This thorny, unattractive tree has little to recommend it. If the seed pods contain a filling without flavor,
it is a waste of space.
The Pithecellobium genus is a group of 75 plant species, with curled bean pods, belonging to the
Legume family. One of the better known species is Pithecellobium dulce, Guamuchil, with edible bean pod pulp.
This plant is distantly related to other legume family plants with edible bean pods or filling, such as
Carob, Ice Cream Bean, and Tamarind.
Form: A tree with a spreading habit.
Leaf retention: Semi-evergreen, with new leaves quickly replacing
old ones as they drop, once a year.
Growth rate: Rapid.
Mature Size: 20-30' high with a spreading habit.
Flowers: White to cream, fragrant, frizzy puffballs,
Years before fruiting: 4-8.
Fruit: A curly, knobby bean pod with a thin, brittle shell that
splits open and reddens when it is ripe. Some pods split early. The white to red popcorn-like
filling, surrounding 5-12 shiny, black beans, has a sweet-tart taste. It is used to make a drink
similar to lemonade.
Months for fruit to ripen: 2-3.
Storage after harvest: Must be refrigerated immediately after pod
splitting. then consumed or processed within 2 days.
Leaves: Green, oval, in groups of four leaflets, with thorns at base.
Stems: Thorny trunk and branches, especially when young, with irregular
branching. The bark is initially gray to gray-brown, and over many years becomes rough, furrowed and eventually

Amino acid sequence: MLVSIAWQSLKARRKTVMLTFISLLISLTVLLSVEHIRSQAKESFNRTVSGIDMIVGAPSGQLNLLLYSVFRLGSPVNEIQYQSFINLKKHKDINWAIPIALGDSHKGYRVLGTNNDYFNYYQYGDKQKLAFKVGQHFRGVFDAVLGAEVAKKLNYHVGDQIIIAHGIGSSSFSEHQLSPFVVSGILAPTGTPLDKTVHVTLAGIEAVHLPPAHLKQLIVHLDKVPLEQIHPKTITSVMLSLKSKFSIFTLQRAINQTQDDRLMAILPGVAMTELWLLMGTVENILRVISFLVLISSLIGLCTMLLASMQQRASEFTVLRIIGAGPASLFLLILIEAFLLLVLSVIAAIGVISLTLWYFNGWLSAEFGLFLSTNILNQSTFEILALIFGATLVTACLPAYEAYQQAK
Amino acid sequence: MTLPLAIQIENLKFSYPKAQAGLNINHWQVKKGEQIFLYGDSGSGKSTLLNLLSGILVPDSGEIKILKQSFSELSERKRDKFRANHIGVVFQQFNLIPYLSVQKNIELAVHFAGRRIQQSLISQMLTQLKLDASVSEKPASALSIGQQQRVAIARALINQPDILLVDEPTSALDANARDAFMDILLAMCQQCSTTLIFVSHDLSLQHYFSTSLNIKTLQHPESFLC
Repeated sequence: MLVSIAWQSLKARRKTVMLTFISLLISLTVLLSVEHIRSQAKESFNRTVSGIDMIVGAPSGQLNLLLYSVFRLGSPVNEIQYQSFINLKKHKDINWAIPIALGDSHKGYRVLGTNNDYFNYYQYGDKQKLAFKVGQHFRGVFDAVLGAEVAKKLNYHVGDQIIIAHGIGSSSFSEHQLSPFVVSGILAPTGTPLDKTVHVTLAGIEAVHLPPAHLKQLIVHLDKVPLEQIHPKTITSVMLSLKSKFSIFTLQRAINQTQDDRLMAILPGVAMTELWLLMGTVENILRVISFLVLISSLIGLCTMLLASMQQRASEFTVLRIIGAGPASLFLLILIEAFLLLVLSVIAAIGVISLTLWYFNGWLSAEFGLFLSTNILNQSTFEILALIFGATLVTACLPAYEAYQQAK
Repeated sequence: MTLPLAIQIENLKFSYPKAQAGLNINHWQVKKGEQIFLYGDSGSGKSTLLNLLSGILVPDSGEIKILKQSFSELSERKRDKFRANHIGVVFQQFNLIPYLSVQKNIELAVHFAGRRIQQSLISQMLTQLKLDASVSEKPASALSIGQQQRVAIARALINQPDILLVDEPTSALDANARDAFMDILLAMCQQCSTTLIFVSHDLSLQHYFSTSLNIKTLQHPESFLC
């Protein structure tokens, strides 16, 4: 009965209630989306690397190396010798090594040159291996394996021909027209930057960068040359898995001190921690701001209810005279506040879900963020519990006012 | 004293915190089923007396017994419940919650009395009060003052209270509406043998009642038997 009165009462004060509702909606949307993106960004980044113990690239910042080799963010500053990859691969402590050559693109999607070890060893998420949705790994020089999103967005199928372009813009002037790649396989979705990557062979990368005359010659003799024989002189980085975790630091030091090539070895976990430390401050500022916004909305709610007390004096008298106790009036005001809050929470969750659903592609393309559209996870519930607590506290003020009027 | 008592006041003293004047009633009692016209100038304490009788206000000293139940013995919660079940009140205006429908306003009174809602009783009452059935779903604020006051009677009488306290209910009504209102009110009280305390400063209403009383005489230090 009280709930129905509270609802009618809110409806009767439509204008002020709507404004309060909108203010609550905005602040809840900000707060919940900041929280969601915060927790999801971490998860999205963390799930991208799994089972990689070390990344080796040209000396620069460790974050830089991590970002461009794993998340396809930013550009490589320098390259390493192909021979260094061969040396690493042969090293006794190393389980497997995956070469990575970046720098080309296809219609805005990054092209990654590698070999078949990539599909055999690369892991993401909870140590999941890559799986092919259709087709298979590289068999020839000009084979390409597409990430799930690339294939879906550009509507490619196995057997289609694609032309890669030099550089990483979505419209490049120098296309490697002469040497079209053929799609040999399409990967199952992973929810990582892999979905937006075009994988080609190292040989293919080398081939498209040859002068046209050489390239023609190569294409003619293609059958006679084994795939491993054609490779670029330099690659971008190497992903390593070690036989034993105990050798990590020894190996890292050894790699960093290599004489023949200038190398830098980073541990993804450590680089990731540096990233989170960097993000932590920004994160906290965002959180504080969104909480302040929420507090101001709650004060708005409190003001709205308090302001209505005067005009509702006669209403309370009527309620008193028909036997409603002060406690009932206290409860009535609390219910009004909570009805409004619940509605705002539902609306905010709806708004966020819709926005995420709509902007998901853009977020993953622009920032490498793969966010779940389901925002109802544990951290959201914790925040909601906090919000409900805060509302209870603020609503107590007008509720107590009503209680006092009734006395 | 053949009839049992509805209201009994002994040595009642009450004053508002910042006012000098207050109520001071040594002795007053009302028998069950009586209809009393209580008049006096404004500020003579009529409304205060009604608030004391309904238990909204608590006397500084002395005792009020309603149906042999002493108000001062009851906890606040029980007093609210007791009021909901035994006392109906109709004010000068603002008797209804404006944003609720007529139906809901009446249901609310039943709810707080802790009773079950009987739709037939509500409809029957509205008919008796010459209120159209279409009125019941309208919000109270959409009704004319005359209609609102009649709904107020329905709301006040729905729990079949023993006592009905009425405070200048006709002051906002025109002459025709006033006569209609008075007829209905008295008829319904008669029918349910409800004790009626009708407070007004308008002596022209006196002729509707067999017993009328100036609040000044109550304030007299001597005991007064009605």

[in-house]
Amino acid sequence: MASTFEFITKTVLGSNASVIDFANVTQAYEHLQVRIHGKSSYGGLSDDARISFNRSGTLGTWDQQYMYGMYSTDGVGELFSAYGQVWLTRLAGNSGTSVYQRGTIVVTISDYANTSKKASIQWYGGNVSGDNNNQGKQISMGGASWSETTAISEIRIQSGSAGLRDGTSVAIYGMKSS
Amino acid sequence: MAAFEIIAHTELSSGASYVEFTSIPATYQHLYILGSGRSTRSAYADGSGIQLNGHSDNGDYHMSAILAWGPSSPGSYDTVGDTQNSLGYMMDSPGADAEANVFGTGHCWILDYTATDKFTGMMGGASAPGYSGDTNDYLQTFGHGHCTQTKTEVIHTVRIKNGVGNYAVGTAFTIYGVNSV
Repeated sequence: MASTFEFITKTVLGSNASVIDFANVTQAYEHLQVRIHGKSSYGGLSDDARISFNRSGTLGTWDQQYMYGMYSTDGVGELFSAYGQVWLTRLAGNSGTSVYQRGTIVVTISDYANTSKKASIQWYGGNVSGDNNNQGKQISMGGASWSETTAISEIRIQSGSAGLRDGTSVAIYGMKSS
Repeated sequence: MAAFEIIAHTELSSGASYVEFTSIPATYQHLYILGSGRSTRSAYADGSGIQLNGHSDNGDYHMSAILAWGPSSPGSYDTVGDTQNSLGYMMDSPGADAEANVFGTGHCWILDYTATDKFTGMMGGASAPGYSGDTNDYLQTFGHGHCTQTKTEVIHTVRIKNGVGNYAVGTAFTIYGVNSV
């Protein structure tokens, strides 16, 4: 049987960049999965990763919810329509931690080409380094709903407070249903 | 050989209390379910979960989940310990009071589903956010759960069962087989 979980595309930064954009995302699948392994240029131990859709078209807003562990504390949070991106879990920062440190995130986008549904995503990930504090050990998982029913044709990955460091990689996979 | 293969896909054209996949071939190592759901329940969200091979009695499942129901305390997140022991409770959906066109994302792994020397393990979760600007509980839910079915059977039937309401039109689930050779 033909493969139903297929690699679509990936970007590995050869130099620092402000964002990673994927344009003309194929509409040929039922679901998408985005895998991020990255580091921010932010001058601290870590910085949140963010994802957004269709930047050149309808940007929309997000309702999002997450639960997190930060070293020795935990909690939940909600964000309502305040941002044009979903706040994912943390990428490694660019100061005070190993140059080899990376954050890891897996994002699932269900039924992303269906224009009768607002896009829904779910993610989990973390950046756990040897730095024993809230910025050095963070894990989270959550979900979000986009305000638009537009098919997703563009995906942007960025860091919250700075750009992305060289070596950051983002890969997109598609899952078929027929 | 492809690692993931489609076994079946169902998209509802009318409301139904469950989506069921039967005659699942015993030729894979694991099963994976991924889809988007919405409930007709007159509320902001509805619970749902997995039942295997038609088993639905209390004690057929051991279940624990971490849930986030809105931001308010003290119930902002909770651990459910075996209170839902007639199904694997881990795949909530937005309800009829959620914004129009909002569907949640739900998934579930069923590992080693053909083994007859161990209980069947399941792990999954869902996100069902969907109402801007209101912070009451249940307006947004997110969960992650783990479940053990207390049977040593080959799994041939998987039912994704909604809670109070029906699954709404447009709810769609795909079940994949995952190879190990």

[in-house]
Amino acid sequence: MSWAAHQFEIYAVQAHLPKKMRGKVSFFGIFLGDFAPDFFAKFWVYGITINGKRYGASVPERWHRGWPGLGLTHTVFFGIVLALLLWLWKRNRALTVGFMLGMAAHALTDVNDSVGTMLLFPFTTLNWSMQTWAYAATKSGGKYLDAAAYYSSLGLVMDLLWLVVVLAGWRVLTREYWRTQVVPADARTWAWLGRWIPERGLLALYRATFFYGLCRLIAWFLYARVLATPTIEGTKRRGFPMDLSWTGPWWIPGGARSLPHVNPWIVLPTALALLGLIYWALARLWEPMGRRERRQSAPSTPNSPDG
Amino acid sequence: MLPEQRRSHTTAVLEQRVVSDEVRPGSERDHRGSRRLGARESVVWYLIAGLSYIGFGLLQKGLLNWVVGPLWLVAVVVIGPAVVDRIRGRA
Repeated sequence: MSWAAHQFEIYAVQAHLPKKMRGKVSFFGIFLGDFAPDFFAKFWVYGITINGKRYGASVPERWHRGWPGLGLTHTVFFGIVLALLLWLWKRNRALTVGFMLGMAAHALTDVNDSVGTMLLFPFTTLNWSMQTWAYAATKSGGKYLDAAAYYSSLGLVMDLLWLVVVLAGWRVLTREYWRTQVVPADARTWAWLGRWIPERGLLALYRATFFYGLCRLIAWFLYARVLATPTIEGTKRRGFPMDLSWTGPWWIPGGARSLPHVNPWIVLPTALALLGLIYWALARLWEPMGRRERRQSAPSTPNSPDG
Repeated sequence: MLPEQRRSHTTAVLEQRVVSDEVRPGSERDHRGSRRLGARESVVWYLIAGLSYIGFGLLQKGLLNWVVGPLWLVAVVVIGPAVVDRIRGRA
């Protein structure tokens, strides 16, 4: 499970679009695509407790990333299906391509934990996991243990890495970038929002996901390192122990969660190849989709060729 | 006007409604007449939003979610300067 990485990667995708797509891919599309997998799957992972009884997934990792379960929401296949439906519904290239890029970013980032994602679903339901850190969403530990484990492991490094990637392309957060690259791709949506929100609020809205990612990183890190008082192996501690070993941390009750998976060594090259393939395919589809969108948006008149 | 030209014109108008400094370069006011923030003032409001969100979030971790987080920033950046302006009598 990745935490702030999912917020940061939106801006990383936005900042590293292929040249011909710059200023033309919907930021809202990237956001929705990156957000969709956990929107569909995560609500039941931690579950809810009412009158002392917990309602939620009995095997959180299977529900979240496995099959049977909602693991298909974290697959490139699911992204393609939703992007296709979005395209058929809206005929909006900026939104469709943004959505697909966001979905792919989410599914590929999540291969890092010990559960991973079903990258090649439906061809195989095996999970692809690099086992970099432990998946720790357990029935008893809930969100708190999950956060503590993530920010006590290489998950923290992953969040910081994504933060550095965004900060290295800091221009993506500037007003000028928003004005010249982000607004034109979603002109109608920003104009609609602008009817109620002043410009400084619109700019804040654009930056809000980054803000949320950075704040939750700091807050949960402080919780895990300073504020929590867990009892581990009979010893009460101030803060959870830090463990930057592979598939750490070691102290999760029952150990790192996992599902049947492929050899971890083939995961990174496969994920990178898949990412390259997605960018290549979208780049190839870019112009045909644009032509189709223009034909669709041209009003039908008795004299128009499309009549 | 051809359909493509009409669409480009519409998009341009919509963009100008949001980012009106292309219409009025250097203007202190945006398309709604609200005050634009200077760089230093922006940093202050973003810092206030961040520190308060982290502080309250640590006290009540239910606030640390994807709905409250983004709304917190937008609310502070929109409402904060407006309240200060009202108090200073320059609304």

Roots: Nitrogen fixing and aggressive. Injury to the roots results
in suckering. After five years, the tree may regrow from its roots in severe freezes.
Wildlife: Attracts honeybees. A caterpillar food plant
for some species of butterflies and moths. Birds are attracted to the reddened pods if the pulp is flavorful.
Toxic / Danger: Thorns. Sap and bark can cause severe eye irritation.
Origin: Coastal regions from Mexico through South America.
Cultivation and Uses
USDA hardiness zones: 10-11. May die in freezes when young.
Chill hours: None.
Heat tolerant: Yes.
Sun: Full sun to part shade.
Drought tolerant: Yes, when mature.
Water after becoming established: Weekly to monthly.
Soil: Tolerant of soil types, and moderately saline tolerant.
Fertilize: No. The roots of this plant are nitrogen-fixing.
Planting: First half of spring before high temperatures set in.
This tree is best located in an area where it can grow to its natural size without pruning. It should have
12-15' clearance on all sides. A south-west exposure is best to minimize winter freezes.
First Year Care: Protect from freezing first three years. Water
every 1-3 days in summer and twice a month in winter.
Prune: It can be pruned as a hedge by cutting close to the ground
(coppicing), but it turns very thorny and becomes a livestock barrier.
Litter: Leaves at annual leaf changeover, bean pods.
Propagation: Seed, which germinates quickly. This tree self-seeds
in wet conditions. Unless grafted cuttings are used, the quality of the fruit will vary between trees
due to the natural genetic variation of the seeds. Some trees have bean pod pulp with no flavor.
Uses: Light shade, edible bean pod filling and beans, barrier hedge.
Bean pods are used as animal feed. This tree has an unkempt appearance and is not ornamental.
To make guamuchil syrup, simmer the guamuchil pulp in one cup water plus one cup sugar for a few minutes
and then allow to cool. Add to ice water for a refreshing drink. The guamuchil flavor dissolves better in hot
water than alcohol, which can be later mixed with the syrup.
This plant is somewhat thorny and pruning substantially increases the thorniness. Older trees seem to have
It does not tolerate freezes when young.
The botanical name means "sweet monkey earring". Other common names are Manila Tamarind and Madras Thorn.
Look carefully at the left side of the trunk in the bottom picture and you will see two small thorns.
Four others are also visible.
Do you have additional information or a different
experience for this plant that you would like to share?
Email email@example.com. All contributions
are welcome and appreciated.